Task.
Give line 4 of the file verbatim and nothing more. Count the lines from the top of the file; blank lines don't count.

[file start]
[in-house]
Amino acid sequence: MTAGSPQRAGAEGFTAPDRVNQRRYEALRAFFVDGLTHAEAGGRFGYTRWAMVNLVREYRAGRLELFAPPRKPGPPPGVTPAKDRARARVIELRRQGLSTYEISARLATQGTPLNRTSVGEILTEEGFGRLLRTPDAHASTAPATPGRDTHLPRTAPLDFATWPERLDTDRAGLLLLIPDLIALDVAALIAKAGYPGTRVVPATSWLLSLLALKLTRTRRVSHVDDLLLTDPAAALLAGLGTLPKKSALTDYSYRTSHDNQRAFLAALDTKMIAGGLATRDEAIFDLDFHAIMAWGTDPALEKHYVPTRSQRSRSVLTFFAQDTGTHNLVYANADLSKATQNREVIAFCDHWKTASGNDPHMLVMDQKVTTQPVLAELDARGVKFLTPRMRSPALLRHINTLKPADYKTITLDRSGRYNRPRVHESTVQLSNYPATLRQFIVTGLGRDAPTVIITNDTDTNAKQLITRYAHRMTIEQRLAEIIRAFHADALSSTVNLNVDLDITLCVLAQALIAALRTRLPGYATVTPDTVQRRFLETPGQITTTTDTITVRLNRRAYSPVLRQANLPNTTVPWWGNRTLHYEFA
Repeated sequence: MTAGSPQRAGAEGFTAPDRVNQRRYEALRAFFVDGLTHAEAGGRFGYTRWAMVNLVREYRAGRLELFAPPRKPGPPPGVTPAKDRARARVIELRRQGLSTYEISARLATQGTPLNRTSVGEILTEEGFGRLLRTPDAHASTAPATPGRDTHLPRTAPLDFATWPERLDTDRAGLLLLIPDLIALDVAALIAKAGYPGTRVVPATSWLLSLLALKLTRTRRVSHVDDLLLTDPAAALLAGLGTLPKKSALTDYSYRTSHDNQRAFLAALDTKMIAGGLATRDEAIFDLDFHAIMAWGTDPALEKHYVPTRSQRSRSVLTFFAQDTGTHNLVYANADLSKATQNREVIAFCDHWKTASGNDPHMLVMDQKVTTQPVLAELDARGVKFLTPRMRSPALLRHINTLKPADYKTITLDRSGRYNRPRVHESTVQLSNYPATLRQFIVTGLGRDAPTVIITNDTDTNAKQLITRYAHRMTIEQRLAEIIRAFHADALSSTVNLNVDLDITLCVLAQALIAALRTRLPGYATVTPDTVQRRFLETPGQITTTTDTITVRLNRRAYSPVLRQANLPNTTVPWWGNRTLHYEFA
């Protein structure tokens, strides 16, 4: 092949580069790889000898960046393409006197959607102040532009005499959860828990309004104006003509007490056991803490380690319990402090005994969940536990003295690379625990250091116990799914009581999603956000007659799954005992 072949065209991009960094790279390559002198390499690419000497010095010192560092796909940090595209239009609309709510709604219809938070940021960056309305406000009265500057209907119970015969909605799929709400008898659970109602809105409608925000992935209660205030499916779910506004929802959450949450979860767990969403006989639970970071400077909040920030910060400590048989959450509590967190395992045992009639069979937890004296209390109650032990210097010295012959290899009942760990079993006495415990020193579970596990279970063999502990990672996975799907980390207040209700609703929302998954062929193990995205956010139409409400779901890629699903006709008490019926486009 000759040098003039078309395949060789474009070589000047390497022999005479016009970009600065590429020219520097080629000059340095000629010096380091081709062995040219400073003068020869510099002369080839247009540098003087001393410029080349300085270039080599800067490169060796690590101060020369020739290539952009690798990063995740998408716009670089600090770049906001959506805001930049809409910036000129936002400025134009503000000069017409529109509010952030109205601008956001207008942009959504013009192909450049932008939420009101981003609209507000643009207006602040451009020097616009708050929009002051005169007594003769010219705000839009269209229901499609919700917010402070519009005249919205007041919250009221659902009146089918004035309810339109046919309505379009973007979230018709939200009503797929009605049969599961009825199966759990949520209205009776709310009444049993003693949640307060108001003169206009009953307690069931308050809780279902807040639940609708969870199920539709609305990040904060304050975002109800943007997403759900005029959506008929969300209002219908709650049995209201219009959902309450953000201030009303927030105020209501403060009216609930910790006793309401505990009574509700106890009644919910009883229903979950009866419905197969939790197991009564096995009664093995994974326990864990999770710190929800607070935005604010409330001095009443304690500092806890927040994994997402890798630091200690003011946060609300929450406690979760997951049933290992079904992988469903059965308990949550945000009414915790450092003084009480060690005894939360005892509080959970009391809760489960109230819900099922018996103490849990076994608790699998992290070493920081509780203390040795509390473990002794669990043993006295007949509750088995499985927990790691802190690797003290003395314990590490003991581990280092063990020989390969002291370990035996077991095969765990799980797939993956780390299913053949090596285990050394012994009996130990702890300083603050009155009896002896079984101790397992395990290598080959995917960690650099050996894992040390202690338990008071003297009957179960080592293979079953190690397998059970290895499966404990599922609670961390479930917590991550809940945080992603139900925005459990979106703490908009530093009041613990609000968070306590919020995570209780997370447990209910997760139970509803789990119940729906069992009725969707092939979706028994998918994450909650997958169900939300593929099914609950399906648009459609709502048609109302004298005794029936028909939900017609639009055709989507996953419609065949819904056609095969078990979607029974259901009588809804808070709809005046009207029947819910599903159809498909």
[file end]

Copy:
């Protein structure tokens, strides 16, 4: 092949580069790889000898960046393409006197959607102040532009005499959860828990309004104006003509007490056991803490380690319990402090005994969940536990003295690379625990250091116990799914009581999603956000007659799954005992 072949065209991009960094790279390559002198390499690419000497010095010192560092796909940090595209239009609309709510709604219809938070940021960056309305406000009265500057209907119970015969909605799929709400008898659970109602809105409608925000992935209660205030499916779910506004929802959450949450979860767990969403006989639970970071400077909040920030910060400590048989959450509590967190395992045992009639069979937890004296209390109650032990210097010295012959290899009942760990079993006495415990020193579970596990279970063999502990990672996975799907980390207040209700609703929302998954062929193990995205956010139409409400779901890629699903006709008490019926486009 000759040098003039078309395949060789474009070589000047390497022999005479016009970009600065590429020219520097080629000059340095000629010096380091081709062995040219400073003068020869510099002369080839247009540098003087001393410029080349300085270039080599800067490169060796690590101060020369020739290539952009690798990063995740998408716009670089600090770049906001959506805001930049809409910036000129936002400025134009503000000069017409529109509010952030109205601008956001207008942009959504013009192909450049932008939420009101981003609209507000643009207006602040451009020097616009708050929009002051005169007594003769010219705000839009269209229901499609919700917010402070519009005249919205007041919250009221659902009146089918004035309810339109046919309505379009973007979230018709939200009503797929009605049969599961009825199966759990949520209205009776709310009444049993003693949640307060108001003169206009009953307690069931308050809780279902807040639940609708969870199920539709609305990040904060304050975002109800943007997403759900005029959506008929969300209002219908709650049995209201219009959902309450953000201030009303927030105020209501403060009216609930910790006793309401505990009574509700106890009644919910009883229903979950009866419905197969939790197991009564096995009664093995994974326990864990999770710190929800607070935005604010409330001095009443304690500092806890927040994994997402890798630091200690003011946060609300929450406690979760997951049933290992079904992988469903059965308990949550945000009414915790450092003084009480060690005894939360005892509080959970009391809760489960109230819900099922018996103490849990076994608790699998992290070493920081509780203390040795509390473990002794669990043993006295007949509750088995499985927990790691802190690797003290003395314990590490003991581990280092063990020989390969002291370990035996077991095969765990799980797939993956780390299913053949090596285990050394012994009996130990702890300083603050009155009896002896079984101790397992395990290598080959995917960690650099050996894992040390202690338990008071003297009957179960080592293979079953190690397998059970290895499966404990599922609670961390479930917590991550809940945080992603139900925005459990979106703490908009530093009041613990609000968070306590919020995570209780997370447990209910997760139970509803789990119940729906069992009725969707092939979706028994998918994450909650997958169900939300593929099914609950399906648009459609709502048609109302004298005794029936028909939900017609639009055709989507996953419609065949819904056609095969078990979607029974259901009588809804808070709809005046009207029947819910599903159809498909």